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Hamble Conservation Volunteers

Birdlife in the Winter

Hamble Common supports overwintering goldfinch, greenfinch, meadow pipits and reed buntings that search for seeds in small flocks.  The reed buntings are attracted by the purple moor grass seed that is abundant on the Common.  There are also mixed flocks of long-tailed, blue and great tits and smaller numbers of goldcrest foraging in the trees.

Although the goldcrest is our smallest British bird they seem very trusting and quite often let you approach quite closely to observe them feeding in the lower branches of trees.

As the climate changes and we experience more mild winters, some birds have changed their behaviour and it is possible to see over wintering chiffchaff (a small olive coloured warbler) and blackcaps on the Common, although the majority of summer visitors head south for the winter.

The local year-round residents - robins, blackbirds, dunnocks, song and mistle thrushes - all hold out by foraging as much as possible during the short winter days across the Common and the woodland fringes.

Redwings often visit for short periods in the winter looking for berries – these are small thrushes that travel down from Scandinavia when the weather gets really harsh. They can be identified by a small orange/red patch under their wings and they usually travel and forage in small groups.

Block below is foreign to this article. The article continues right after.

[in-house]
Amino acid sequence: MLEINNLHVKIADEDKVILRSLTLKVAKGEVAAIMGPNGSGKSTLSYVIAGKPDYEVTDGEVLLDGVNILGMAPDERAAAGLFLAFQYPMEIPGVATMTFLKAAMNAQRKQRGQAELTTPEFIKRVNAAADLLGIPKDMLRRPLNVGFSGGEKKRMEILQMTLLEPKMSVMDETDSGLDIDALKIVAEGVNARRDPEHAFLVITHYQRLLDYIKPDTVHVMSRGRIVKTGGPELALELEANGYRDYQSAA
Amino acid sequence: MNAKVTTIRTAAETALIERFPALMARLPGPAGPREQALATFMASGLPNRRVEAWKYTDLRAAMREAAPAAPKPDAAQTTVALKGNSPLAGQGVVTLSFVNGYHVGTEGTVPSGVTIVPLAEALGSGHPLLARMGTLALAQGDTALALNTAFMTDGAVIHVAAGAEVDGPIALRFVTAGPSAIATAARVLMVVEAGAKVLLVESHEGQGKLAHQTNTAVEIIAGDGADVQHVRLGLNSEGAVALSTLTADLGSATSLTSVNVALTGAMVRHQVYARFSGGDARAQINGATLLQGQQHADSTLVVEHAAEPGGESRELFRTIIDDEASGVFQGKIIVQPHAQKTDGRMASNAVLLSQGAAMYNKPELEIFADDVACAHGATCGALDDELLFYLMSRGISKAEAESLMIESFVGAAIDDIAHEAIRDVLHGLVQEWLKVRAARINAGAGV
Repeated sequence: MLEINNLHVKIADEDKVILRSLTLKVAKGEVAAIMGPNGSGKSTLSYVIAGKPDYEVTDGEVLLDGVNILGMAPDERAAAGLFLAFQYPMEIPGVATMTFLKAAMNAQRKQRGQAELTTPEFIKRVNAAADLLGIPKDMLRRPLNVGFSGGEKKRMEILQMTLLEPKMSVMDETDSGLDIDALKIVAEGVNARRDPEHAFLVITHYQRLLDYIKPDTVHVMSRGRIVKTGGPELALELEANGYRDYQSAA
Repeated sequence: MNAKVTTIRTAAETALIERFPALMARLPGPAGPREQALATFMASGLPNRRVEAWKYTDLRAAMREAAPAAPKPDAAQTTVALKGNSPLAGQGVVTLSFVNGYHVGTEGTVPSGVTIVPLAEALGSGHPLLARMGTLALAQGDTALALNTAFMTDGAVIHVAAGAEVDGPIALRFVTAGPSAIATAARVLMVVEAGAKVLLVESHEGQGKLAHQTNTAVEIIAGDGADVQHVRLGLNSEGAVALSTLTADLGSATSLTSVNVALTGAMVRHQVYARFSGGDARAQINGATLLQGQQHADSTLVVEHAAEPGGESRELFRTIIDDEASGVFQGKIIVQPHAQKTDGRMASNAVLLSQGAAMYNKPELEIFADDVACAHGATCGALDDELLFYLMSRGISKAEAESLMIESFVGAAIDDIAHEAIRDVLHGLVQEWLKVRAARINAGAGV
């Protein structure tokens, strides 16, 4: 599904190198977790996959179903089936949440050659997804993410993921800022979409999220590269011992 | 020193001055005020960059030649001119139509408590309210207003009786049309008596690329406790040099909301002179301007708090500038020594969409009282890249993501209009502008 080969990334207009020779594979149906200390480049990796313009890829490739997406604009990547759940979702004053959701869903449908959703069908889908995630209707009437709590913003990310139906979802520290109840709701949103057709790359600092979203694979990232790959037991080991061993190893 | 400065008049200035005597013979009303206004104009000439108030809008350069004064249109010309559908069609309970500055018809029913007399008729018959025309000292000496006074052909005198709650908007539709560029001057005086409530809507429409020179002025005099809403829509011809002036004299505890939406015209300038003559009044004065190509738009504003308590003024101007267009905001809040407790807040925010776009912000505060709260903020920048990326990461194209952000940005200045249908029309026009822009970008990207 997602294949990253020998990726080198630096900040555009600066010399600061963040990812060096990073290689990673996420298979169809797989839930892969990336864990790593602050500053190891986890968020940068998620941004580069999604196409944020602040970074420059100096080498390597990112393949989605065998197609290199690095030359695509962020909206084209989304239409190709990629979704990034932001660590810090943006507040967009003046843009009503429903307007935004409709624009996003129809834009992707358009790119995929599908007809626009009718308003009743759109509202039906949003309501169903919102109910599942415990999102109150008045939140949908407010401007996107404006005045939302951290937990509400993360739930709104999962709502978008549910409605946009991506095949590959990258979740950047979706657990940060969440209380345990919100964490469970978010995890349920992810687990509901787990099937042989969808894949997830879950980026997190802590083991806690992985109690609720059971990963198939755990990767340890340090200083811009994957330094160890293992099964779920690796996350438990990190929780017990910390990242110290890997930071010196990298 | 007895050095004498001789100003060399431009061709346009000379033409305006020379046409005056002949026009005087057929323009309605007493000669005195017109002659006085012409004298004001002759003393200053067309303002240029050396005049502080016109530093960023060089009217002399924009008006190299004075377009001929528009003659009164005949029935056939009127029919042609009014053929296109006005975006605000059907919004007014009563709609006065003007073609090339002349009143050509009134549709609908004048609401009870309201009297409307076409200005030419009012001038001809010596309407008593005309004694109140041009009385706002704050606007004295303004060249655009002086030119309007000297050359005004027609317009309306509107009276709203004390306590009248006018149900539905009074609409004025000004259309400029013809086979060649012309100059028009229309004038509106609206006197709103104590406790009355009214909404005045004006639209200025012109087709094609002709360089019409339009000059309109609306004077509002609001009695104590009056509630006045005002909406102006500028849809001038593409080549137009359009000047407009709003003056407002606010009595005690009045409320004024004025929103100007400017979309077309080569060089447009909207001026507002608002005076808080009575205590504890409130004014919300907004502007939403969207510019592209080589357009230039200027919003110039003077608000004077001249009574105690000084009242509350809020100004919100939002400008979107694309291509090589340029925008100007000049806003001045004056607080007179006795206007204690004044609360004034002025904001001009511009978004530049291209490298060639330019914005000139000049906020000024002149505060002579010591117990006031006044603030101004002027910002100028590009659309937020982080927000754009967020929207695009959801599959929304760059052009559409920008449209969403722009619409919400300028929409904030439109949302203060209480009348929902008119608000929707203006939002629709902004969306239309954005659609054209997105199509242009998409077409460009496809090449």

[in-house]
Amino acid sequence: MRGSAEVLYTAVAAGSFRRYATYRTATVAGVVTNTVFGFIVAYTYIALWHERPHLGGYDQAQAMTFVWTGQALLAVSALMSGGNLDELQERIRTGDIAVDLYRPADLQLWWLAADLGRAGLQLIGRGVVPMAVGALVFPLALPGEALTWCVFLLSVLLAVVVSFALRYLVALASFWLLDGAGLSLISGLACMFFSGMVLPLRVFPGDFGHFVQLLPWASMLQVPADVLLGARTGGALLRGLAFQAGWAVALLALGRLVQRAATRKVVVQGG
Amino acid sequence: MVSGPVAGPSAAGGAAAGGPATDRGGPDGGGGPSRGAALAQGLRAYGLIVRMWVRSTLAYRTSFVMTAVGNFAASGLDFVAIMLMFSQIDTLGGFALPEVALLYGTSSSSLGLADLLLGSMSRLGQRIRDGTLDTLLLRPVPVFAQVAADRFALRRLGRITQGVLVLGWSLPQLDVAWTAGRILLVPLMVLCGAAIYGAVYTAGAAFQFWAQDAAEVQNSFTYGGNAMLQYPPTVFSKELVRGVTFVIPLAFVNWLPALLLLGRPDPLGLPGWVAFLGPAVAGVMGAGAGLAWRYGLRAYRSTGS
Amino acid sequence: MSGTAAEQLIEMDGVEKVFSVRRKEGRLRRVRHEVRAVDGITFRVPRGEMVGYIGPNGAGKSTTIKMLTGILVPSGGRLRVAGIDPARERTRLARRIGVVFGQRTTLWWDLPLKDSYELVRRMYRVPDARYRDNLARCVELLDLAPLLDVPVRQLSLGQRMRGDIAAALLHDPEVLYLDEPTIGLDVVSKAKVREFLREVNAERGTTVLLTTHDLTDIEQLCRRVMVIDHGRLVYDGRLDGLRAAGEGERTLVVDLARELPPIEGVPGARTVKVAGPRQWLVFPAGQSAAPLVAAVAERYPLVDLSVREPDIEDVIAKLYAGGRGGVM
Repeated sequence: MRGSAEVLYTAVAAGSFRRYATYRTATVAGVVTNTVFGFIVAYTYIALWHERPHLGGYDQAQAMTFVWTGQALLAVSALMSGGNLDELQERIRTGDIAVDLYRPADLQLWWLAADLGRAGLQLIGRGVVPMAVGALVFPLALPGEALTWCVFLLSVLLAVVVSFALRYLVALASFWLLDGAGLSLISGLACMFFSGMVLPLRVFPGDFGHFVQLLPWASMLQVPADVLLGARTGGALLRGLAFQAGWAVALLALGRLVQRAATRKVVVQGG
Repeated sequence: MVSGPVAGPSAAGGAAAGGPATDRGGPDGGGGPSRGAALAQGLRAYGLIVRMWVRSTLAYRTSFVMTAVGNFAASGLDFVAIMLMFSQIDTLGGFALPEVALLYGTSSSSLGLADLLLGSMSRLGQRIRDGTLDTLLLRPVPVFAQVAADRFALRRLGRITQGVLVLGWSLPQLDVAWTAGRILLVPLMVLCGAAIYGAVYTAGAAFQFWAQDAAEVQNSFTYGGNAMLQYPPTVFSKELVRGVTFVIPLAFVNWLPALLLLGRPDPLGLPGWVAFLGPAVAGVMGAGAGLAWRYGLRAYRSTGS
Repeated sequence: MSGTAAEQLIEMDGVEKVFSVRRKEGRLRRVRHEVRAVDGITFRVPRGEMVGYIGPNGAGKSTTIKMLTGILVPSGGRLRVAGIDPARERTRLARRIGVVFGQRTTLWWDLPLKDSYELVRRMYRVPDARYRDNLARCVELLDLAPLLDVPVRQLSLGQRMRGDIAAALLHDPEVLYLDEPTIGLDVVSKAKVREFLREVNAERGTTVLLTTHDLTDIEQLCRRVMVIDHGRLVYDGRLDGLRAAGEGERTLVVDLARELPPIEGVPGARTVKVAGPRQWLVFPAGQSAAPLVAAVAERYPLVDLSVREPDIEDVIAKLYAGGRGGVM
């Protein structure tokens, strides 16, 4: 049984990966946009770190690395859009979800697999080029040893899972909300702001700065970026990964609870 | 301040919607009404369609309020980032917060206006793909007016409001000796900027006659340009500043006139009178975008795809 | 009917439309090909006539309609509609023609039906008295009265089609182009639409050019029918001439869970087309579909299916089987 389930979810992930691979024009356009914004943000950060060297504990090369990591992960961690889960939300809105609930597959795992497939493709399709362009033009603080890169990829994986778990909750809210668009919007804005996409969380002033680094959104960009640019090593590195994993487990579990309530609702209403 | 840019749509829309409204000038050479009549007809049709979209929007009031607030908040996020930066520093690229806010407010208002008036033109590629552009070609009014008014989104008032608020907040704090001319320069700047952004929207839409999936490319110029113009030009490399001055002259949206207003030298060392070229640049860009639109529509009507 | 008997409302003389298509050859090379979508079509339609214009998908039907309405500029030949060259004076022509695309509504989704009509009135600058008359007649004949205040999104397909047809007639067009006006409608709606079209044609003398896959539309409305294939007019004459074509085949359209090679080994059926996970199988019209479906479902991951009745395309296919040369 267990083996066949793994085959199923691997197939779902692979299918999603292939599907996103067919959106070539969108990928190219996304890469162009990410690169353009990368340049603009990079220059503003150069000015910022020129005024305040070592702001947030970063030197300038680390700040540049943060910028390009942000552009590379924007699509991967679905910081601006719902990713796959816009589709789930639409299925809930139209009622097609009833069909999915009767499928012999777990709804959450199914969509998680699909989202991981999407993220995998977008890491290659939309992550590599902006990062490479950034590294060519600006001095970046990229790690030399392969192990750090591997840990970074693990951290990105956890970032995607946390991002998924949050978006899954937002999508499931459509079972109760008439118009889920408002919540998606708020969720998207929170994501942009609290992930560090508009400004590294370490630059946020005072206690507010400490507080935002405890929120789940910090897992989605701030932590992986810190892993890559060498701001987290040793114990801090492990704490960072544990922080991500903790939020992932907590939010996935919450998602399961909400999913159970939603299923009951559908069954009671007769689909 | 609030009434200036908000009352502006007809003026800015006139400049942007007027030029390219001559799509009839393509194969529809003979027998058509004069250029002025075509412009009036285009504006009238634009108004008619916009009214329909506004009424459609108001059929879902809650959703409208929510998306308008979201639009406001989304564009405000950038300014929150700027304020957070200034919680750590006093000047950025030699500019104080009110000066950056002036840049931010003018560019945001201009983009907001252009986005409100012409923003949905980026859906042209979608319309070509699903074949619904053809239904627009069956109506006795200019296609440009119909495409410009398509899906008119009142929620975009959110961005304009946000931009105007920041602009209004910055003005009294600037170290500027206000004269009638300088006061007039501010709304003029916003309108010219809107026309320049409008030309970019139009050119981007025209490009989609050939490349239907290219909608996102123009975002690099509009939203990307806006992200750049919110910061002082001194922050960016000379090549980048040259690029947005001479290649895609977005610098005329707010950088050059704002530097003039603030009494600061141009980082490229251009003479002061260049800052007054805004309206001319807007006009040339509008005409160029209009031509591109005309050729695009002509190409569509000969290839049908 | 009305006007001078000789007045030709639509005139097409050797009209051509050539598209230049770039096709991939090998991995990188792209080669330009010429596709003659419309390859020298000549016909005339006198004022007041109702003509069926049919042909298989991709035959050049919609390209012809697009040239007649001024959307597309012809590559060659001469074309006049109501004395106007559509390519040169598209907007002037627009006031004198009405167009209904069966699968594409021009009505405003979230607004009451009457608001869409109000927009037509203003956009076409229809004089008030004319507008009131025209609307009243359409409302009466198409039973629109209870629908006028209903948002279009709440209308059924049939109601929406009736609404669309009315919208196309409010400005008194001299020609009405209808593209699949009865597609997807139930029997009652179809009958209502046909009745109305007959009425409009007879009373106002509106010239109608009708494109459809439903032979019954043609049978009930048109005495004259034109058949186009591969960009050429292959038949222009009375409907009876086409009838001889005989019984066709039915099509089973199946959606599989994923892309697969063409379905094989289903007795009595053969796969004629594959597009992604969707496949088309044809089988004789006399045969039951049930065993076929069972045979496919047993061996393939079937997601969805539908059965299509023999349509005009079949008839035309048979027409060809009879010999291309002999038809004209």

Occasionally, fieldfares can also be heard “clacking” in the tree tops; these again are visitors from Scandinavia from the thrush family which are more like a mistle thrush in size and they can be identified by their call and their blue/grey heads.

Hamble Creek offers the chance to see small numbers of teal, brent geese, black-tailed godwit, lapwing, redshank, greenshank, little egret, mallard, little grebe and a kingfisher, all either foraging in the deep mud or fishing in the shallows.

The foreshore at low tide offers the opportunity to view large numbers of overwintering waders and geese and small numbers of ringed plovers - with occasional visits from small flocks of more unusual visitors like avocets.  The ringed plovers can be fiendishly difficult to spot against the shingle on the beach as they blend in so well; they are very smart little birds with shortish orange legs and black and white head and chest markings.

When the weather gets colder flights of up to 250 dunlin can be quite spectacular when they are moving along the shore and very occasionally you may witness a mini murmuration, when the flock arrives on the shore or leaves as the tide rises.

Eventually, winter will give way to spring and by that time the birds that make the Common their home all year round will be staking out territories and pairing up in anticipation of the longer daylight hours and the opportunity to raise young.